Stanford prof who changed America with one study was also a liar

Stanford psychology and law professor David Rosenhan could transfix an audience in a crowded lecture hall with just a few words.

https://nypost.com/2019/11/02/stanford-professor-who-changed-america-with-just-one-study-was-also-a-liar/

It was the era of Ken Kesey’s “One Flew Over the Cuckoo’s Nest” and movies like “Shock Corridor” and “The Snake Pit.” Rosenhan — who was both an insider who studied abnormal psychology, and an outsider who was a psychologist rather than a psychiatrist — was the perfect person to pull back the curtain on psychiatry’s secrets.

His research work was also groundbreaking. In 1973, Rosenhan published the paper “On Being Sane in Insane Places” in the prestigious journal Science, and it was a sensation. The study, in which eight healthy volunteers went undercover as “pseudopatients” in 12 psychiatric hospitals across the country, discovered harrowing conditions that led to national outrage. His findings helped expedite the widespread closure of psychiatric institutions across the country, changing mental health care in the US forever.

Rosenhan distinguished himself at Stanford with his 1973 paper “On Being Sane in Insane Places” in the prestigious journal Science, research that helped spur the closure of mental hospitals nationwide.

“On Being Sane in Insane Places,” Rosenhan never again published any studies on psychiatric hospitalization, even though this subject made him an international success.

Rosenhan, I began to realize, may have been the ultimate unreliable narrator. It’s possible some pseudopatients he mentioned in his study never existed at all.  – Susannah Cahalan, author of “The Great Pretender,” on famed psychology professor David Rosenhan

https://en.wikipedia.org/wiki/David_Rosenhan

Rosenhan’s medical record during his undercover stay at Haverford found that he had not, as he had written in his published paper, only exhibited one symptom of “thud, empty, hollow.” Instead, he had told doctors that he put a “copper pot” up to his ears to drown out the noises and that he had been suicidal. This was a far more severe — and legitimately concerning — description of his illness than he had portrayed in his paper.

Rosenhan’s eight healthy pseudopatients allegedly each followed the same script to gain admittance to psychiatric hospitals around the country.

“It all started out as a dare,” Rosenhan told a local newspaper. “I was teaching psychology at Swarthmore College, and my students were saying that the course was too conceptual and abstract. So I said, ‘OK, if you really want to know what mental patients are like, become mental patients.’ ”

Soon after that, Rosenhan went undercover for nine days at Haverford State Hospital in Haverford, Pa., in February 1969. His diary and book describe a host of indignities: soiled bathrooms without doors, inedible food, sheer boredom and ennui, rank disregard by the staff and doctors. Rosenhan even witnessed an attendant sexually assault one of the more disturbed patients. The only time Rosenhan was truly “seen” as a human by the staff was when an attendant mistook him for a doctor.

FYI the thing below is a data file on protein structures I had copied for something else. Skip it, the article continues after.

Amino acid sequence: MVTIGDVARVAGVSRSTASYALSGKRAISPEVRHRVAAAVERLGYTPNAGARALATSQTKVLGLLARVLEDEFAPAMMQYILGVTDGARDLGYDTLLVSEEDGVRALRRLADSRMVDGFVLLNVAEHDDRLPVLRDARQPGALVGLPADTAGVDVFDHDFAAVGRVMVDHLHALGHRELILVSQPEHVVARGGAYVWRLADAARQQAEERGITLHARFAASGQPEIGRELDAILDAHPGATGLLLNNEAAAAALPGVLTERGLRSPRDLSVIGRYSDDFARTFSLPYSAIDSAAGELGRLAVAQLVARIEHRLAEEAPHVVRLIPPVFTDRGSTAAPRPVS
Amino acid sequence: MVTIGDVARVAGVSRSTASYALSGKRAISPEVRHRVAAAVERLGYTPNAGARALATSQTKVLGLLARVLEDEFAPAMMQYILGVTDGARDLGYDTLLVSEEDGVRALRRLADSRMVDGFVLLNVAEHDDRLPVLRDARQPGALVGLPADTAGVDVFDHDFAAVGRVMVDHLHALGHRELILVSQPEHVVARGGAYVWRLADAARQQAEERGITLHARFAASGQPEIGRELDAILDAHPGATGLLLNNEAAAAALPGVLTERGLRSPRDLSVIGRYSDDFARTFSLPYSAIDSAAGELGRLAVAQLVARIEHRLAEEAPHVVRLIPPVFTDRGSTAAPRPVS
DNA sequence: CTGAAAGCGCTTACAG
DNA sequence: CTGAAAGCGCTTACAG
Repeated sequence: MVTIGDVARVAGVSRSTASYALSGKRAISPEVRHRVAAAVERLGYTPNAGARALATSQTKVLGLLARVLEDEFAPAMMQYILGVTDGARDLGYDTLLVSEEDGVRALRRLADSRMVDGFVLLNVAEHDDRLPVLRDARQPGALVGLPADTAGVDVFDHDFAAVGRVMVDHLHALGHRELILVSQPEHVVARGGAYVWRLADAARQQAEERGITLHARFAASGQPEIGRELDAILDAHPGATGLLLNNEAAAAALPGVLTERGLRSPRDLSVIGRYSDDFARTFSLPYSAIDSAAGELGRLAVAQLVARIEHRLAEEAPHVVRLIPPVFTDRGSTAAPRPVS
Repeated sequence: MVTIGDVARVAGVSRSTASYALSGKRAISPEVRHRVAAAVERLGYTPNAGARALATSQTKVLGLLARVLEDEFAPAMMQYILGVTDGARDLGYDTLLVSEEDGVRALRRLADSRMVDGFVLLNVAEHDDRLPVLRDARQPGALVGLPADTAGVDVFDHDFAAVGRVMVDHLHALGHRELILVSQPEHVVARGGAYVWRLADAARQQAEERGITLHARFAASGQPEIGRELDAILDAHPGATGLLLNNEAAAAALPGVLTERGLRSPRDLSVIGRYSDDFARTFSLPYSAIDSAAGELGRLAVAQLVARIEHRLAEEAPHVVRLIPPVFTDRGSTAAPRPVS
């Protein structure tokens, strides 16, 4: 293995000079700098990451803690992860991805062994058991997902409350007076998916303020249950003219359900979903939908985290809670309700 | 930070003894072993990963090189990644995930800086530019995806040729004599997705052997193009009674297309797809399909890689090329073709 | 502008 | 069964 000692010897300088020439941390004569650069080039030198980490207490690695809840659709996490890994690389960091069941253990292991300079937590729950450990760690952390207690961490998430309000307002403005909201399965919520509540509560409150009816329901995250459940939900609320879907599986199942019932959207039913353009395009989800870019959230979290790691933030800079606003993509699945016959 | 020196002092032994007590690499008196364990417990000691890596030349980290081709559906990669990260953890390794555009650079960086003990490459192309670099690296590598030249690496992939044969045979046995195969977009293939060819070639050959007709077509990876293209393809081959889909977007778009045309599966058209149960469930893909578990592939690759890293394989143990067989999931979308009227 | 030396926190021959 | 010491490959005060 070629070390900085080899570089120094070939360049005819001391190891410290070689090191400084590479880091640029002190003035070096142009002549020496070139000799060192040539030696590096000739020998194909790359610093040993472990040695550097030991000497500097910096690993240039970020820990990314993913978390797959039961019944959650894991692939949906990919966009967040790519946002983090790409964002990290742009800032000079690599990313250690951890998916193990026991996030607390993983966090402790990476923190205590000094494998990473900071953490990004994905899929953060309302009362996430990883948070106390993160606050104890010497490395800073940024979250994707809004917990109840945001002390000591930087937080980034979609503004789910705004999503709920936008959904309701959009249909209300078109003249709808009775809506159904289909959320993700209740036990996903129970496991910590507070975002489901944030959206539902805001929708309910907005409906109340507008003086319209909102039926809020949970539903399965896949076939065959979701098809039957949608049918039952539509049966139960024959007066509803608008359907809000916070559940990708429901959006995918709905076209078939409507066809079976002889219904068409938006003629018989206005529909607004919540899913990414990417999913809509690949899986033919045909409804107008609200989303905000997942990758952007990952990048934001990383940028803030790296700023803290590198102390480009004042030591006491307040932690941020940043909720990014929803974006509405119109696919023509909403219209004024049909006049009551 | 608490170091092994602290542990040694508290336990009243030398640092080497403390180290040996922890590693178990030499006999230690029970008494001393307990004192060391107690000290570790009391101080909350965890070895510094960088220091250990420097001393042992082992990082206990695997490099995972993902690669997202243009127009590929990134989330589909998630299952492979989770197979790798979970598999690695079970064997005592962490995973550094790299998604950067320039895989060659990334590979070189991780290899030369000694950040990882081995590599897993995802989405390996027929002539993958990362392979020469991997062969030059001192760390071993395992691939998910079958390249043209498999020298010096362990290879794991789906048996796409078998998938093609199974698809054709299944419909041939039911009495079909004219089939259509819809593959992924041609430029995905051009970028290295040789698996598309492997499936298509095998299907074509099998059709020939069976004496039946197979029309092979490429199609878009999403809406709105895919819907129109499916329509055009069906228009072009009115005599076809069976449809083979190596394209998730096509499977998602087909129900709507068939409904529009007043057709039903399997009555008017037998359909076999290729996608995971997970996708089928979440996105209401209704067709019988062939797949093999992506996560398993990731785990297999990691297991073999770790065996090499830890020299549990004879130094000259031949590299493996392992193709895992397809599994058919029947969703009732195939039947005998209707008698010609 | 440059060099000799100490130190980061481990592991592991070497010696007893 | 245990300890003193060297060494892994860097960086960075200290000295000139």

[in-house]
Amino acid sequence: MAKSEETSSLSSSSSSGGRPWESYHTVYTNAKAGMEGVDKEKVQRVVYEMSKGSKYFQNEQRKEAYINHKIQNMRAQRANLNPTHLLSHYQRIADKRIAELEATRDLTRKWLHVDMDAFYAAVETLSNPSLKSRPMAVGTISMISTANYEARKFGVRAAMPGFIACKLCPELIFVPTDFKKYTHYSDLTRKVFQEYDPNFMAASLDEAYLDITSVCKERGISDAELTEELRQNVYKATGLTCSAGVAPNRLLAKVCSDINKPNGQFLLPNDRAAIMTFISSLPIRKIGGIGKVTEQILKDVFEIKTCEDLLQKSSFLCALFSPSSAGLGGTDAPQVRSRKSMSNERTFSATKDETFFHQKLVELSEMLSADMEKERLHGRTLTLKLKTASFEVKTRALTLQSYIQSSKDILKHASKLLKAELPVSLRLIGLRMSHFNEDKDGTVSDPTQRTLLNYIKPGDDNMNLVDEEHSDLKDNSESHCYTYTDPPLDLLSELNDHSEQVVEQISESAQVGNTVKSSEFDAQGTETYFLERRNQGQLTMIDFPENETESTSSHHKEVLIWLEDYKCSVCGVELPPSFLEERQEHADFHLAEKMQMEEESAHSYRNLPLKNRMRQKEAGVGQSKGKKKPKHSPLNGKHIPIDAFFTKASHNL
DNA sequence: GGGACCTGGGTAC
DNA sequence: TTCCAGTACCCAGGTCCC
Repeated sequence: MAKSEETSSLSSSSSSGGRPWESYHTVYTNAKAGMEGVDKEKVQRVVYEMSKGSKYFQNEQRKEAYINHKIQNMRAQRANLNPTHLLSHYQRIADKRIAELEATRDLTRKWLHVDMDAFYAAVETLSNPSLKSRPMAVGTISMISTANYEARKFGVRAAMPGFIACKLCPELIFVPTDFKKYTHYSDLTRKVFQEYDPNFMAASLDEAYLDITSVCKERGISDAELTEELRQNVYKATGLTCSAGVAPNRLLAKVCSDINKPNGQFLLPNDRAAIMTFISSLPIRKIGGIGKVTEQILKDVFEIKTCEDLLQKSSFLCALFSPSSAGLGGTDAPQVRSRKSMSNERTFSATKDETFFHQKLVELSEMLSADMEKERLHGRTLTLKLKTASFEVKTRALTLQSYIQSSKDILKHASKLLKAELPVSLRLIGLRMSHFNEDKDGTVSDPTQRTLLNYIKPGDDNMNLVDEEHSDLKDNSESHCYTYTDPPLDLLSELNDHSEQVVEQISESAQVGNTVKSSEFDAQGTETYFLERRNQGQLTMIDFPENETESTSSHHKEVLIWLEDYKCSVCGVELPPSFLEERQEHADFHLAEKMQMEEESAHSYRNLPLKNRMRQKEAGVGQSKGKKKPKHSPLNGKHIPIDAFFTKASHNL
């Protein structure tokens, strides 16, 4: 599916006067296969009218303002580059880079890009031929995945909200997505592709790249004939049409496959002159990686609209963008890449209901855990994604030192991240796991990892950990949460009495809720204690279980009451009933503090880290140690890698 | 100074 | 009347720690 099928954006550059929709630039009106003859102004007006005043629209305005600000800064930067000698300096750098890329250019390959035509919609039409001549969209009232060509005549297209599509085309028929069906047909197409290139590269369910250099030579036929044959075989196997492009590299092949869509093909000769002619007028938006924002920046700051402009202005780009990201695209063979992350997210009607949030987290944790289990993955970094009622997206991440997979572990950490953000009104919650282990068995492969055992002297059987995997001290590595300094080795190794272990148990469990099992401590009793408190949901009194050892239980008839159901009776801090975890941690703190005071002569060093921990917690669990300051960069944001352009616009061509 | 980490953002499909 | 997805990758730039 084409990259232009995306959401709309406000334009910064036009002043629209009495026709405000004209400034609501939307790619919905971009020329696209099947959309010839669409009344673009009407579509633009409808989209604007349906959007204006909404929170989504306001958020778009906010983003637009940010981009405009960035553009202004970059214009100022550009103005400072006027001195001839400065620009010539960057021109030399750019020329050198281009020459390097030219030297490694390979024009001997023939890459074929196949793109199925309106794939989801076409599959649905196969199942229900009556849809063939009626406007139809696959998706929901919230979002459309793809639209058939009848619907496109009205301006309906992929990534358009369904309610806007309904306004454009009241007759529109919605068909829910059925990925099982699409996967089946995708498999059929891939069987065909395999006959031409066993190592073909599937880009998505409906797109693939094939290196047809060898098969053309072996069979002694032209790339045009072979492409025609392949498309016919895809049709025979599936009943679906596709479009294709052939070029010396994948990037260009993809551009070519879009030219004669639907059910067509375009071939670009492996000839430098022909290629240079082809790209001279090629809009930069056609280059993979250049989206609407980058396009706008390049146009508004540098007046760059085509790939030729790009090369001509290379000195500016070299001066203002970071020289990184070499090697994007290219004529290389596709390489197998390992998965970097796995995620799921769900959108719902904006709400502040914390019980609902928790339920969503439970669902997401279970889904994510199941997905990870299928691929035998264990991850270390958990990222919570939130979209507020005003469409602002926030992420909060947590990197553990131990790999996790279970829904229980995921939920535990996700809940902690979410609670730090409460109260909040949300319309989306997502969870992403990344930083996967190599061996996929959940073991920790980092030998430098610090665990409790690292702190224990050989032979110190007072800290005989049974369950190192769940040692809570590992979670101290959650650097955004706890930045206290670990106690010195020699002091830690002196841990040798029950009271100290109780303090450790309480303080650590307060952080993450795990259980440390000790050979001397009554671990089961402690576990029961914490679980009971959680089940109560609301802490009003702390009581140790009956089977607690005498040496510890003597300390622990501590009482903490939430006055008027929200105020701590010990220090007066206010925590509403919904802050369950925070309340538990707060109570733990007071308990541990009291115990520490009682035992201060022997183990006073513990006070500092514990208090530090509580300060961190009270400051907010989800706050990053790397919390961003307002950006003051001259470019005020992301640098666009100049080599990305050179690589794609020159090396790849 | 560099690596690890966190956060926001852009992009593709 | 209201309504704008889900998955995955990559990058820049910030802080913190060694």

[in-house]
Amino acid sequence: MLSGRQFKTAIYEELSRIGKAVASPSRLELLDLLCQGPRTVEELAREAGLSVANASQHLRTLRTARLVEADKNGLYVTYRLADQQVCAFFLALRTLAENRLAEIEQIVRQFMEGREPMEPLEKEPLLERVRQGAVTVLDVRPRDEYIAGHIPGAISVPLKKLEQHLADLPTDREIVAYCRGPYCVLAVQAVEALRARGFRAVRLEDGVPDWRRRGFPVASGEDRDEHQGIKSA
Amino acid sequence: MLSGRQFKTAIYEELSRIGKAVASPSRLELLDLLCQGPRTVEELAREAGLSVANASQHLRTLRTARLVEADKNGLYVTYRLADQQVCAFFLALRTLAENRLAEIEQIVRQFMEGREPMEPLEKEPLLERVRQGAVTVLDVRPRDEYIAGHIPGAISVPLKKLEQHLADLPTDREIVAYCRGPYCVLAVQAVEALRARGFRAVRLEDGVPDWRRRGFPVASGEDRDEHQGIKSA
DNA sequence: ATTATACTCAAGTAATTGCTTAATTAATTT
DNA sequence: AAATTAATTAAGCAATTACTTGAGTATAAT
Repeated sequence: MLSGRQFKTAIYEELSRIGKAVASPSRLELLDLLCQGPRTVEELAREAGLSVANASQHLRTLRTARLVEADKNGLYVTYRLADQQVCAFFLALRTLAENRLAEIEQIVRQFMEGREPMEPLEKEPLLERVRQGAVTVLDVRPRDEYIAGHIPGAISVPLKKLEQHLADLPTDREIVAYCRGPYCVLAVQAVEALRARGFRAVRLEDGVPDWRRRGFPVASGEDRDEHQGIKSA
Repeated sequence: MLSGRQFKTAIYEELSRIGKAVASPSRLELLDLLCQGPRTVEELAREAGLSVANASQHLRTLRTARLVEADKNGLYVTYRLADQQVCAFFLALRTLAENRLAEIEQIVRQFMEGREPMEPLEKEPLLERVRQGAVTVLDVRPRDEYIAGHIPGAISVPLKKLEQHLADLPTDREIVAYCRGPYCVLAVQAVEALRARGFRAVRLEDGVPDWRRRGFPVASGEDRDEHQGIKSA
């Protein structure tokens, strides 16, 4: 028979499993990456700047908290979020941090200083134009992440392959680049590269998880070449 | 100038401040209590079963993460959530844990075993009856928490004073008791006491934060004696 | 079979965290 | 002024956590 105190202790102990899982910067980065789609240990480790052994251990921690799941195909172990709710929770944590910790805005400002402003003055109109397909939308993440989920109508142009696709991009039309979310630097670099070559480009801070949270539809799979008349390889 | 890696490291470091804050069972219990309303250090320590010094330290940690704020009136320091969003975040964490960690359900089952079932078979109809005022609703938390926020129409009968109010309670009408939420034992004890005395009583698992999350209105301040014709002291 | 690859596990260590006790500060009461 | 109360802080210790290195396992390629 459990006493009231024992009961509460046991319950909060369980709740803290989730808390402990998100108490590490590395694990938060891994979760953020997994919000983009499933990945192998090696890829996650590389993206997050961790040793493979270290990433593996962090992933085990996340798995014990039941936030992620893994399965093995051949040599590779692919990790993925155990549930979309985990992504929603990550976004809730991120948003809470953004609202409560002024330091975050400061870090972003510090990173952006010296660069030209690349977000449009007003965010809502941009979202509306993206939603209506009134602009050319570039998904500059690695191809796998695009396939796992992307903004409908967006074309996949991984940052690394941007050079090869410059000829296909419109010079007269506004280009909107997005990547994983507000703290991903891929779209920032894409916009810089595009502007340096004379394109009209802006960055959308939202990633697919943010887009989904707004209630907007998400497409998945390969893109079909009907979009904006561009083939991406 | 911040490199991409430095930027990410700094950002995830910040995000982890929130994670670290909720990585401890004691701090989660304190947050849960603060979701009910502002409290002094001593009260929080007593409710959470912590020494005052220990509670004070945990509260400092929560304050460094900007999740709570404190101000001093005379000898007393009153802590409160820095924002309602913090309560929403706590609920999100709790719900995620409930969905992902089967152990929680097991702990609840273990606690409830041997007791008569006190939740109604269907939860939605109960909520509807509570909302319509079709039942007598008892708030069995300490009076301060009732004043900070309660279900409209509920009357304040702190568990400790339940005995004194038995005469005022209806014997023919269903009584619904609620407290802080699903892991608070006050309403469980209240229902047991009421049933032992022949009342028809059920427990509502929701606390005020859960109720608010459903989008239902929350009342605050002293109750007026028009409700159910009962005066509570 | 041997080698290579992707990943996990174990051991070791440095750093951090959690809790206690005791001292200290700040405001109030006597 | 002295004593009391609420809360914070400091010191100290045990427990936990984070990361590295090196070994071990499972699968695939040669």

The experience was harrowing. After nine days, he pushed for a release and made sure that his undergraduate students — who were planning to follow him as undercover patients into the hospital — would not be allowed to go. Colleagues described a shaken, changed man after his experience.

The only other participant I discovered, Harry Lando, had a vastly different take. Lando had summed up his 19-day hospitalization at the US Public Health Service Hospital in San Francisco in one word: “positive.”

https://nypost.com/2019/11/02/stanford-professor-who-changed-america-with-just-one-study-was-also-a-liar

Algorythms are examples of code that fits our biases also. They expose the problems of society, coded by fallible bros who decide what to code in and choose what leave out. CRAP ALL CRAP.

 

The first pseudopatient — “David Lurie” in his notes — was very clearly Rosenhan himself.

“It all started out as a dare,” Rosenhan told a local newspaper. “I was teaching psychology at Swarthmore College, and my students were saying that the course was too conceptual and abstract. So I said, ‘OK, if you really want to know what mental patients are like, become mental patients.’ ”

https://en.wikipedia.org/wiki/David_Rosenhan

Soon after that, Rosenhan went undercover for nine days at Haverford State Hospital in Haverford, Pa., in February 1969. His diary and book describe a host of indignities: soiled bathrooms without doors, inedible food, sheer boredom and ennui, rank disregard by the staff and doctors. Rosenhan even witnessed an attendant sexually assault one of the more disturbed patients. The only time Rosenhan was truly “seen” as a human by the staff was when an attendant mistook him for a doctor.

Pennsylvania closed Haverford State Hospital

NOW

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